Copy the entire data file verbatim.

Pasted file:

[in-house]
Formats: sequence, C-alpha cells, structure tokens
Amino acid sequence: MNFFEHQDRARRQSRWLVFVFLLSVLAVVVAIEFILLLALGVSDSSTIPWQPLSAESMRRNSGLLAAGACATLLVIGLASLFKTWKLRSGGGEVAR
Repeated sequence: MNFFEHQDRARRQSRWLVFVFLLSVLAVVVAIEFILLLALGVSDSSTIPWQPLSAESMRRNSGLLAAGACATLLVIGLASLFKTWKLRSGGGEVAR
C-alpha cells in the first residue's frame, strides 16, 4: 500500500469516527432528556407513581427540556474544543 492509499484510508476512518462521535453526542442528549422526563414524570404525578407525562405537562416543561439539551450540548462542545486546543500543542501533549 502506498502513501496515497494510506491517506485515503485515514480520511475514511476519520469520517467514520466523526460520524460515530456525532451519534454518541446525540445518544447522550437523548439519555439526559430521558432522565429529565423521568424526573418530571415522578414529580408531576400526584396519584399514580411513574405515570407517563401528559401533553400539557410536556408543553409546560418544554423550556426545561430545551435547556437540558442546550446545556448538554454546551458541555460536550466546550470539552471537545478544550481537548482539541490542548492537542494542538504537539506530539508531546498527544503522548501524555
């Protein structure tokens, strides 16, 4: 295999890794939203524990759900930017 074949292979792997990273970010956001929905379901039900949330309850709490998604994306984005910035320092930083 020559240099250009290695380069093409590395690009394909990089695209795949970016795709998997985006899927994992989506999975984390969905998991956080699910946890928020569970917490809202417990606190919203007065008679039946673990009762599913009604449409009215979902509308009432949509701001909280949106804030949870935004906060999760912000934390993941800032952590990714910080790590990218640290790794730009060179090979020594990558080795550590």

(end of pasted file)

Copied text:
[in-house]
Formats: sequence, C-alpha cells, structure tokens
Amino acid sequence: MNFFEHQDRARRQSRWLVFVFLLSVLAVVVAIEFILLLALGVSDSSTIPWQPLSAESMRRNSGLLAAGACATLLVIGLASLFKTWKLRSGGGEVAR
Repeated sequence: MNFFEHQDRARRQSRWLVFVFLLSVLAVVVAIEFILLLALGVSDSSTIPWQPLSAESMRRNSGLLAAGACATLLVIGLASLFKTWKLRSGGGEVAR
C-alpha cells in the first residue's frame, strides 16, 4: 500500500469516527432528556407513581427540556474544543 492509499484510508476512518462521535453526542442528549422526563414524570404525578407525562405537562416543561439539551450540548462542545486546543500543542501533549 502506498502513501496515497494510506491517506485515503485515514480520511475514511476519520469520517467514520466523526460520524460515530456525532451519534454518541446525540445518544447522550437523548439519555439526559430521558432522565429529565423521568424526573418530571415522578414529580408531576400526584396519584399514580411513574405515570407517563401528559401533553400539557410536556408543553409546560418544554423550556426545561430545551435547556437540558442546550446545556448538554454546551458541555460536550466546550470539552471537545478544550481537548482539541490542548492537542494542538504537539506530539508531546498527544503522548501524555
């Protein structure tokens, strides 16, 4: 295999890794939203524990759900930017 074949292979792997990273970010956001929905379901039900949330309850709490998604994306984005910035320092930083 020559240099250009290695380069093409590395690009394909990089695209795949970016795709998997985006899927994992989506999975984390969905998991956080699910946890928020569970917490809202417990606190919203007065008679039946673990009762599913009604449409009215979902509308009432949509701001909280949106804030949870935004906060999760912000934390993941800032952590990714910080790590990218640290790794730009060179090979020594990558080795550590």